If the final destination of your sequence will be SD video, then any scanned images, digital photographs, and HD video images with higher resolution work well. Still images from SD video aren’t recommended because you’d have to increase the size of the still image by scaling it up, which would degrade the image quality considerably and create artifacts in the picture.

    If you’re creating graphics for camera motion effects in an HD sequence, the image dimensions will have to be quite high. For example, doubling 1920 x 1080 results in a graphic that is 3840 x 2160. Depending on the speed of your processor, the real-time effects playback may be limited for these high-resolution effects.

  • Flattened layers: If the still image you want to use is a layered Photoshop file, do not import it as a layered Photoshop file because it will appear as a sequence on multiple tracks. Instead, flatten and save the image in your graphics application before you import it into Final Cut Pro. Make sure you save the flattened image as a copy in case you want to make changes to the original layered graphics file.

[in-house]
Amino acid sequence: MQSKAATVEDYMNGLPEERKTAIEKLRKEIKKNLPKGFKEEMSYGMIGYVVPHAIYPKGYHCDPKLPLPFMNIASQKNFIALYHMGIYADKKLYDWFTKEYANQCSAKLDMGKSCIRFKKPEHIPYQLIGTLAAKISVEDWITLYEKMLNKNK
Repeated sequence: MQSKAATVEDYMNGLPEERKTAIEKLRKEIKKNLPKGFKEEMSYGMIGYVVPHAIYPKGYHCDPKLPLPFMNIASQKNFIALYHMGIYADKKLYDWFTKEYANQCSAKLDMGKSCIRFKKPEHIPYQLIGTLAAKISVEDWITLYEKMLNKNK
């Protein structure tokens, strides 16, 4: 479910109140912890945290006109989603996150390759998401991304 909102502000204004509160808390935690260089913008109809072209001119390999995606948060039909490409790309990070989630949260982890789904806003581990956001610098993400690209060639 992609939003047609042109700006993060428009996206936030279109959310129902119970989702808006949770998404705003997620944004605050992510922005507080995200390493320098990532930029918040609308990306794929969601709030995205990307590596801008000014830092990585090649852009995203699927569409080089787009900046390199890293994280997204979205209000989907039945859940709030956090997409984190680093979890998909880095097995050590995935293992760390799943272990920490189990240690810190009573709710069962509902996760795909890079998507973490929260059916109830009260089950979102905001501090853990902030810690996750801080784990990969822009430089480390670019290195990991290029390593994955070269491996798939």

Note: Store any imported still images on your scratch disk so that all your media files (video, audio, and still-image) are located in one place. This makes it much easier to locate and move or copy all the project media at once.

Stage 2: Editing the Still Image into Your Sequence

The still image appears as a clip in the Timeline.

Stage 3: Opening the Image Clip in the Motion Tab of the Viewer

You can open an image clip in the Motion tab of the Viewer.

To open the image clip in the Motion tab of the Viewer
  1. Double-click the clip in the Timeline to open it in the Viewer.

  2. Click the Motion tab in the Viewer, then click the Basic Motion disclosure triangle to reveal parameters such as Scale, Rotation, and Center.

  3. In the Motion tab of the Viewer, enter 100 in the Scale field.

    Figure. Viewer window showing the Motion tab and the Scale parameter.

Stage 4: Preparing the Viewer and Canvas Settings

To see the image as it will appear within the frame during playback, you need to make a couple of adjustments. (Otherwise you may, for example, see the frame background where you didn’t mean to show it.) You also need to switch to the wireframe view to position the image visually.